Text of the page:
Charlotte russe love

Charlotte russe

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  • Interestingly--at least to me--the description of how to make it, below, doesn't match the pictures on Flickr. I think that's because, as that site explains, the pictures are actually of Charlotte royale rather than Charlotte russe (which is described below and doesn't seem like it would look like brains).

    April 14, 2010

  • Ooh, offal dessert!

    April 14, 2010

  • I am so not gonna eat that!

    April 14, 2010

  • No idea, but the front page has some interesting images from Flickr. One of which led me to this site, upon which all charlotte desserts look like brains, but which also contains some more historical information about this type of dessert.

    April 14, 2010

  • Would it hold its own against a trifle though?

    April 14, 2010

  • I have to make this someday. It sounds teh alsome.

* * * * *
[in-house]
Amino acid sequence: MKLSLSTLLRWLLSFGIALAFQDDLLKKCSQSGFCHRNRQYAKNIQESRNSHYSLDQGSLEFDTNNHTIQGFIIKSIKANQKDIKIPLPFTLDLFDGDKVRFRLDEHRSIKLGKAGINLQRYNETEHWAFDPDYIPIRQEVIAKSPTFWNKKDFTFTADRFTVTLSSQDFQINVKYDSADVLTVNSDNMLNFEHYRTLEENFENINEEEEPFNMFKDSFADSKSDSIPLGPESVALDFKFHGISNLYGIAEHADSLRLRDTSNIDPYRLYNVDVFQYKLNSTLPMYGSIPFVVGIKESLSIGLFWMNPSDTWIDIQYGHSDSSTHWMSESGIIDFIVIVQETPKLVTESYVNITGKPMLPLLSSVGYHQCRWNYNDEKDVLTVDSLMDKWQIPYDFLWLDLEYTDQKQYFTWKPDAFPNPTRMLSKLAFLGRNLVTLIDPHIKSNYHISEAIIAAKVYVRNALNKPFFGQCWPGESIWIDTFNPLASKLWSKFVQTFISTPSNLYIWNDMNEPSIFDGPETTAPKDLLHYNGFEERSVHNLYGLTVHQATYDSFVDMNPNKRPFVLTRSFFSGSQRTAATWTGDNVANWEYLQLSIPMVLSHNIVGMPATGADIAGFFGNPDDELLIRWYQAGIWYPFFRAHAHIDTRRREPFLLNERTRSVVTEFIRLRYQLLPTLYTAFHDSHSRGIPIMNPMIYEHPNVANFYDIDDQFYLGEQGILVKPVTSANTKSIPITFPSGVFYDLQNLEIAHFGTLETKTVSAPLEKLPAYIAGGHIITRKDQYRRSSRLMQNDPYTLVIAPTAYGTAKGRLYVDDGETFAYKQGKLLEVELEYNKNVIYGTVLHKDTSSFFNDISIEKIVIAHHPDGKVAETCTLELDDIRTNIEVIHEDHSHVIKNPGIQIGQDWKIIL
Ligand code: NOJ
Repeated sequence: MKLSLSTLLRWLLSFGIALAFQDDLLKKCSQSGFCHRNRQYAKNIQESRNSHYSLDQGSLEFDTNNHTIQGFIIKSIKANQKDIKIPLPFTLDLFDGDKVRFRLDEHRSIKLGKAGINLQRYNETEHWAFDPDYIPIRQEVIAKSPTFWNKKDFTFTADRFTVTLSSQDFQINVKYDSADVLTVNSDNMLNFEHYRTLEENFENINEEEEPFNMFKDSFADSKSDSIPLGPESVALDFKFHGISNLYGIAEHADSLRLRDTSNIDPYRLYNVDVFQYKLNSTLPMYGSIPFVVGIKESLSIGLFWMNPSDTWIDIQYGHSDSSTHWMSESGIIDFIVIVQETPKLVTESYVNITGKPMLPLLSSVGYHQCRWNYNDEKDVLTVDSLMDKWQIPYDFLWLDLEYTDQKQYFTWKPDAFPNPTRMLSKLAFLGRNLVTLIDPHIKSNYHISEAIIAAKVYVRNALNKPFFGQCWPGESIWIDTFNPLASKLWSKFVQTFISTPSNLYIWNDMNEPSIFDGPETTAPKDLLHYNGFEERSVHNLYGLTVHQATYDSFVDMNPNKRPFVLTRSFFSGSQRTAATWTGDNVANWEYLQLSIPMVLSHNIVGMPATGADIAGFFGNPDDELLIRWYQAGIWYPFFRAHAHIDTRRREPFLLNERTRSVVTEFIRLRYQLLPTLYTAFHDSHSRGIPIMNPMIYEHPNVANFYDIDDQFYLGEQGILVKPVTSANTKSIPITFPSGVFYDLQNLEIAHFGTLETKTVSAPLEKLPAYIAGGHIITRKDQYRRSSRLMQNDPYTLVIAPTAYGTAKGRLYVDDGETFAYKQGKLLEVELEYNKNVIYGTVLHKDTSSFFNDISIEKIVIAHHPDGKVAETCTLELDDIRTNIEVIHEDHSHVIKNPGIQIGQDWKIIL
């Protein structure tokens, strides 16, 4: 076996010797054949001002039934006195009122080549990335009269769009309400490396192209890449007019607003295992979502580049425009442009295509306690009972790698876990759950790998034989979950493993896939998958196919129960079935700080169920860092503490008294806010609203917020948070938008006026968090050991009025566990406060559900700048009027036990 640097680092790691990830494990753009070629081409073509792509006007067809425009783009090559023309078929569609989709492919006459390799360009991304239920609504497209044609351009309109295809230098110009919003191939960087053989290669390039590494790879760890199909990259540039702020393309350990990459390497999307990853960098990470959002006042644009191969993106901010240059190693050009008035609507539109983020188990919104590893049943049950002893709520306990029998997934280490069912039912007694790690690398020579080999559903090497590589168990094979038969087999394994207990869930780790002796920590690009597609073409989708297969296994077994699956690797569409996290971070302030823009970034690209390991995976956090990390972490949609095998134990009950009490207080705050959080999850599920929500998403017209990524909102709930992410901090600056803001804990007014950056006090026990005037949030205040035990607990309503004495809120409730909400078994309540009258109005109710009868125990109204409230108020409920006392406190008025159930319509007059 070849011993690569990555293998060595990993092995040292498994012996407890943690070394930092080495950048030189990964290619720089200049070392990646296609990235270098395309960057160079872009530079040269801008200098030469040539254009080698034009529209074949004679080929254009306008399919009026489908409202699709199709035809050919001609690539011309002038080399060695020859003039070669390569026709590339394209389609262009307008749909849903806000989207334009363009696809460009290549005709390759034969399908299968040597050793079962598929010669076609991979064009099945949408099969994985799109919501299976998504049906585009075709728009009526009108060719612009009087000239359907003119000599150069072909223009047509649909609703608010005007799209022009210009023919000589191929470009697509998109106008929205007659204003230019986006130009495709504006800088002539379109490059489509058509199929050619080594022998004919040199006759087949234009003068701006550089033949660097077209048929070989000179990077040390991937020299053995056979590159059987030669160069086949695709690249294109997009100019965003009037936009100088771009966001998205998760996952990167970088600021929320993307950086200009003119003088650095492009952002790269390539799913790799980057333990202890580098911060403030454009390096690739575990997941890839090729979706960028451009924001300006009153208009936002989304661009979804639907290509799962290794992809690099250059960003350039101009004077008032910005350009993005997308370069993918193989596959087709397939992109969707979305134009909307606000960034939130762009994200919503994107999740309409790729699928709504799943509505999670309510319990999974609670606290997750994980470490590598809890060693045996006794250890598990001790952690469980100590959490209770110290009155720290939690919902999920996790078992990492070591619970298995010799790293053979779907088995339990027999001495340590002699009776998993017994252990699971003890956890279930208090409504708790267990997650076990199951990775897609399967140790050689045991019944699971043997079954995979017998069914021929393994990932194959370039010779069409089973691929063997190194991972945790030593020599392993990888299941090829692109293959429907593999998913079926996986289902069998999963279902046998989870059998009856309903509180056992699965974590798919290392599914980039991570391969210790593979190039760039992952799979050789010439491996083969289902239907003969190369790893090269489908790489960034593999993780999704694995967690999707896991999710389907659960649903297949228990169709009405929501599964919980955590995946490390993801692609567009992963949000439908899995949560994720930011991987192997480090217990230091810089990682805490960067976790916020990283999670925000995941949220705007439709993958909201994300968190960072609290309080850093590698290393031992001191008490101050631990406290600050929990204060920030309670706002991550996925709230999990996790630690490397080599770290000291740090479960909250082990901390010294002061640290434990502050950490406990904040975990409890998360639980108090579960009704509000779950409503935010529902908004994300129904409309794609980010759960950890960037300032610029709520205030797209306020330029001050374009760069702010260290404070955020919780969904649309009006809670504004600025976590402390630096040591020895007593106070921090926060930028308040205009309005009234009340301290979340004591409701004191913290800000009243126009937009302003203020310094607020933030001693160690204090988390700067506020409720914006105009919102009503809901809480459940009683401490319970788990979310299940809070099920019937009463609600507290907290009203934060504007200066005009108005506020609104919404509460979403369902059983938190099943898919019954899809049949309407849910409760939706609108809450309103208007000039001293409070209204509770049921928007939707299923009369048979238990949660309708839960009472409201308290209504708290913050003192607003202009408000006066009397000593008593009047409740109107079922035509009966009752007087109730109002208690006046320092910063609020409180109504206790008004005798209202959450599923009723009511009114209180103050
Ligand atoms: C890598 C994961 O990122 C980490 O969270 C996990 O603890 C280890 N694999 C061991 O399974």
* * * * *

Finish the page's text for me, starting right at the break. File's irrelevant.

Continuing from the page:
"Charlotte russe was one of the most impressive desserts that could have been served at the time and was mentioned frequently in accounts of dinner and dessert parties during the late nineteenth century. Catharine Beecher volunteered two different recipes for it, describing it as a combination of rich custard and tall sponge cake. One was to slice one inch from the bottom of the cake, turn it over onto its top in a mold and scoop out the insides, leaving one-inch walls. The cavity was then filled with the custard, the bottom slice replaced, adn the whole chilled. It could then be turned out on a cake plate and ornamented with frosting or candy sugar flowers."
    —Susan Williams, Savory Suppers and Fashionable Feasts: Dining in Victorian America (New York: Pantheon Books, 1985), 115

    April 14, 2010